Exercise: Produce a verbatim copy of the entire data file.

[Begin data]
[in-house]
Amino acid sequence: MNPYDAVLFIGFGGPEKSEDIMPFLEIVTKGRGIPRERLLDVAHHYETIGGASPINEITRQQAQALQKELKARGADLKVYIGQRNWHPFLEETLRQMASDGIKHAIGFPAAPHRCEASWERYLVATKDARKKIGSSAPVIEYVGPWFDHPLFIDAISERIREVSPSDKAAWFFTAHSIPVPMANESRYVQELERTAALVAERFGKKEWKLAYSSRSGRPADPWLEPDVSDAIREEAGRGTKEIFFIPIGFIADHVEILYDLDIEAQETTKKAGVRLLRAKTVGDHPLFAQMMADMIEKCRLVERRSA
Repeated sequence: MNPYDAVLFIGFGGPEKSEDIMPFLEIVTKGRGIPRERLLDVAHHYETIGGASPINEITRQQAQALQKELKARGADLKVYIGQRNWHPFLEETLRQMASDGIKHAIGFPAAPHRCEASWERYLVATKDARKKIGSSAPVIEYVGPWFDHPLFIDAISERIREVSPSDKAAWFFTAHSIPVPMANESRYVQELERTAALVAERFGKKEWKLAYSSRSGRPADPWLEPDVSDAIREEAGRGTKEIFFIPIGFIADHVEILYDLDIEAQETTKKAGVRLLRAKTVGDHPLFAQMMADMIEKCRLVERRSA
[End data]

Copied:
[in-house]
Amino acid sequence: MNPYDAVLFIGFGGPEKSEDIMPFLEIVTKGRGIPRERLLDVAHHYETIGGASPINEITRQQAQALQKELKARGADLKVYIGQRNWHPFLEETLRQMASDGIKHAIGFPAAPHRCEASWERYLVATKDARKKIGSSAPVIEYVGPWFDHPLFIDAISERIREVSPSDKAAWFFTAHSIPVPMANESRYVQELERTAALVAERFGKKEWKLAYSSRSGRPADPWLEPDVSDAIREEAGRGTKEIFFIPIGFIADHVEILYDLDIEAQETTKKAGVRLLRAKTVGDHPLFAQMMADMIEKCRLVERRSA
Repeated sequence: MNPYDAVLFIGFGGPEKSEDIMPFLEIVTKGRGIPRERLLDVAHHYETIGGASPINEITRQQAQALQKELKARGADLKVYIGQRNWHPFLEETLRQMASDGIKHAIGFPAAPHRCEASWERYLVATKDARKKIGSSAPVIEYVGPWFDHPLFIDAISERIREVSPSDKAAWFFTAHSIPVPMANESRYVQELERTAALVAERFGKKEWKLAYSSRSGRPADPWLEPDVSDAIREEAGRGTKEIFFIPIGFIADHVEILYDLDIEAQETTKKAGVRLLRAKTVGDHPLFAQMMADMIEKCRLVERRSA